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  • Trump defends Asia trip, vows 'maximum pressure' on N.Korea

    US President Donald Trump hit back at critics of his recent Asia trip and vowed a global campaign of "maximum pressure" on North Korea Wednesday, warning Pyongyang will not subject the world to "nuclear blackmail."

    Defending an almost two week trip to Asia that was long on pomp but -- critics say -- short on achievements, Trump said he had successfully galvanized opposition to North Korean proliferation.

    "I made clear that we will not allow this twisted dictatorship to hold the world hostage to nuclear blackmail," Trump said in a televised statement a day after returning from the marathon trip.

    During a 25 minute address, Trump repeatedly reached for a bottle of water and appeared worn by the long journey that took in Hawaii, South Korea, Japan, China, Vietnam and the Philippines.

    Always keen to garner praise and lift up examples of others showing him respect, Trump said the red carpet rolled out for him in Asia showed that "America is back."

    "Everywhere we went, our foreign hosts greeted the American delegation and myself included with incredible warmth and hospitality and most importantly respect," he said.

    Trump and his supporters are fighting a rearguard action against suggestions that the trip was a failure.

    They are pointing to a series of Asian investments in the United States and the release of three US basketball players on Chinese shoplifting charges, after presidential intervention, as evidence it was a success.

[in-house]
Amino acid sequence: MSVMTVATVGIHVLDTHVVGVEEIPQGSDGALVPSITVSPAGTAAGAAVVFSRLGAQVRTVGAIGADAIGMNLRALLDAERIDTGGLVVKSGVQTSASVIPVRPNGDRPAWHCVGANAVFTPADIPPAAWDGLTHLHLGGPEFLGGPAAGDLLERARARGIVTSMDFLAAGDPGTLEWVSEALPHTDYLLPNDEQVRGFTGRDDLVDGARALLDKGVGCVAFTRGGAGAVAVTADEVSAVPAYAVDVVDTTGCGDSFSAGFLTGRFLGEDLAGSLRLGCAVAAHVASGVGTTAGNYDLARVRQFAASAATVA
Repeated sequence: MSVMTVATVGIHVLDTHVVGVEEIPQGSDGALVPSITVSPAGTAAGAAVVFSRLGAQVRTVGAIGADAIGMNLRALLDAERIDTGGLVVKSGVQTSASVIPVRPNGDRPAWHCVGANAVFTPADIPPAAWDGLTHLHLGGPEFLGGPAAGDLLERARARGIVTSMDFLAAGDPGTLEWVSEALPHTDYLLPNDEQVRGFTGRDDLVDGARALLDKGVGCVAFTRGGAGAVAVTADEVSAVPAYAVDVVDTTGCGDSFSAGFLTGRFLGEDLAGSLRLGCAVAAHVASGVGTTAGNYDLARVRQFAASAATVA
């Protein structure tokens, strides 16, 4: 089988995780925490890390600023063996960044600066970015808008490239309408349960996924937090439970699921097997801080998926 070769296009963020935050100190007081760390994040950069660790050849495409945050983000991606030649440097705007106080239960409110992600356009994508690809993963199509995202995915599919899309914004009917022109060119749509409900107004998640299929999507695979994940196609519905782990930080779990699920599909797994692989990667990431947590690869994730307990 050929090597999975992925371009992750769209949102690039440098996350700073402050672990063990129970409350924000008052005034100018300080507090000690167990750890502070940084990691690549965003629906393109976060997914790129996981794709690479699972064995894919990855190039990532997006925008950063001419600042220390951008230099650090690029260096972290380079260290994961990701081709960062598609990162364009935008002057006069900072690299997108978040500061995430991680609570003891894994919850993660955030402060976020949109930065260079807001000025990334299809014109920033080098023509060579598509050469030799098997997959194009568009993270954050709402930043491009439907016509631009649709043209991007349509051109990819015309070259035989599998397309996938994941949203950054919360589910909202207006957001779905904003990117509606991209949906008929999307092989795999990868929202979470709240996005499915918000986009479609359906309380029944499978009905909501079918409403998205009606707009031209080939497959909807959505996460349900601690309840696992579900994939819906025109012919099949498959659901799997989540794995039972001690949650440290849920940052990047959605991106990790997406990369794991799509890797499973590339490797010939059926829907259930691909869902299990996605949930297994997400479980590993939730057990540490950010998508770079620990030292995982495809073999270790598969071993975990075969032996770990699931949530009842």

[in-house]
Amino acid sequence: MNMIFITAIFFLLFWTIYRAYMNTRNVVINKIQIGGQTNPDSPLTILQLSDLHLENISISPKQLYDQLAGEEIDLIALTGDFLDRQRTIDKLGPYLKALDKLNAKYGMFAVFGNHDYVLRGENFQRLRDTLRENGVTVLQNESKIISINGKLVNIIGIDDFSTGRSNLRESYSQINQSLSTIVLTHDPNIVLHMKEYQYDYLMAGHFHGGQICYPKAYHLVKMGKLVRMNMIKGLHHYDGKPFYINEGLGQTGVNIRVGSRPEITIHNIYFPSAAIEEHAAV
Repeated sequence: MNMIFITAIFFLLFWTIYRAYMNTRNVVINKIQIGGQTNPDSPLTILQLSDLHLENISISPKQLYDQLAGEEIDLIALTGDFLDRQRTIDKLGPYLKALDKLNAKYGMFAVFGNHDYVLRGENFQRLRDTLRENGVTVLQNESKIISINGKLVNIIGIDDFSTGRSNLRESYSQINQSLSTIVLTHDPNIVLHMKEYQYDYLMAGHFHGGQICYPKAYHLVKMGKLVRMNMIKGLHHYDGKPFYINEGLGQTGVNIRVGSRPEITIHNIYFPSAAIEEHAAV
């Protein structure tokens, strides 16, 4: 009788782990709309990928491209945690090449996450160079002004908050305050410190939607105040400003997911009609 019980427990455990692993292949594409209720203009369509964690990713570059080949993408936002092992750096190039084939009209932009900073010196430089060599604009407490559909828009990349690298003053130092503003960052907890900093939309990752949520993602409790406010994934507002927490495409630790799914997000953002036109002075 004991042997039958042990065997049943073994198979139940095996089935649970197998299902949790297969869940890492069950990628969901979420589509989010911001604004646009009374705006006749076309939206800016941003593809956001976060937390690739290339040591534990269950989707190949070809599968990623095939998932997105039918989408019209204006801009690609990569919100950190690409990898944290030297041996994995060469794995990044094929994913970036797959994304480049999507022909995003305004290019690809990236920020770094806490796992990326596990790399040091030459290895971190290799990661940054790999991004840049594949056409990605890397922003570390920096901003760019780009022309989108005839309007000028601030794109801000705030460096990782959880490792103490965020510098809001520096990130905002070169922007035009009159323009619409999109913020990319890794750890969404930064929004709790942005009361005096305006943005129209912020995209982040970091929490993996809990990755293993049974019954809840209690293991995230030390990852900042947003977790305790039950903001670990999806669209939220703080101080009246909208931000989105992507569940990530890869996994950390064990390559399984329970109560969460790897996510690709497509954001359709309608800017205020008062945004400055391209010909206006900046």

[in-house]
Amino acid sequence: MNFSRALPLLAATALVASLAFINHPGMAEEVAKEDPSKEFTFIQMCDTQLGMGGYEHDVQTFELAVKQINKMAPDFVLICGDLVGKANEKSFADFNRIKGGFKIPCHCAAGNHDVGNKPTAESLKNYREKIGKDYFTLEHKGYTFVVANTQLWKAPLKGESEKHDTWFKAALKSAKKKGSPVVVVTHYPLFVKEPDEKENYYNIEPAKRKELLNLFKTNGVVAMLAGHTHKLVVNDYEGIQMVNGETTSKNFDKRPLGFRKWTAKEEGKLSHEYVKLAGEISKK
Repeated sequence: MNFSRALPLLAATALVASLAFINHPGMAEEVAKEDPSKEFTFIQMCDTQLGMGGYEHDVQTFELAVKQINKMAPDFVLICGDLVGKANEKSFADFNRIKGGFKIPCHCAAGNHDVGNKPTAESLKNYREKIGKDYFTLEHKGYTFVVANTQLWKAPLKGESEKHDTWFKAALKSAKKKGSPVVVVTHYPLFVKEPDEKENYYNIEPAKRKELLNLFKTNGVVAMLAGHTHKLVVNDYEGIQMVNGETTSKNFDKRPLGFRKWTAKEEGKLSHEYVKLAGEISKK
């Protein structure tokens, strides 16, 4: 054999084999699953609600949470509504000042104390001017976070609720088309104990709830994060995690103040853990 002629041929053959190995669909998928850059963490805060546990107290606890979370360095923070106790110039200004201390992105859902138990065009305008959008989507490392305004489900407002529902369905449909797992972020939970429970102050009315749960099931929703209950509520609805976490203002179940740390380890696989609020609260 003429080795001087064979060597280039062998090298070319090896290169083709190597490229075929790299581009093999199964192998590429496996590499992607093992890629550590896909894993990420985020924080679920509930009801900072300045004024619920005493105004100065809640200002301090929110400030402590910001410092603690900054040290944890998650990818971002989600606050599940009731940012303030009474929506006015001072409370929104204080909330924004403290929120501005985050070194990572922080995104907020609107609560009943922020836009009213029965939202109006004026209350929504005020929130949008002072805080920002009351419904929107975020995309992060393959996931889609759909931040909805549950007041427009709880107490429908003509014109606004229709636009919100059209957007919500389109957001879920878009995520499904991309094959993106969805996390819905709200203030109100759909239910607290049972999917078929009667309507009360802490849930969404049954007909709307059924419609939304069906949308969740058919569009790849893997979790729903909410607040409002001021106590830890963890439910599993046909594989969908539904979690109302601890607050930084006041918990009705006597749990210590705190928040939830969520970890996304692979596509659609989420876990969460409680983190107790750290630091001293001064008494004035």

Adding to that, Trump himself said that he had won a commitment from Chinese leader Xi Jinping to use Beijing's economic leverage to denuclearize the Korean peninsula.

    It was not clear if that went beyond Chinese implementation of existing UN Security Council resolutions against Pyongyang.

    Trump also suggested that Xi -- who will send a special envoy to Pyongyang later this week -- had ditched a proposal to freeze US military maneuvers in exchange for a freeze in North Korean proliferation.

    "President Xi recognizes that a nuclear North Korea is a grave threat to China," Trump said. "And we agreed that we would not accept a so-called 'freeze for freeze' agreement like those that have consistently failed in the past."

    There was no immediate confirmation of what would be a significant shift in Chinese policy from Beijing's embassy in Washington.

    - Welcome home -

    Democratic Senator Edward Markey summed up the sentiment of many in his camp in saying that Trump failed to "make meaningful progress" on "critical economic and security issues during his trip to East Asia."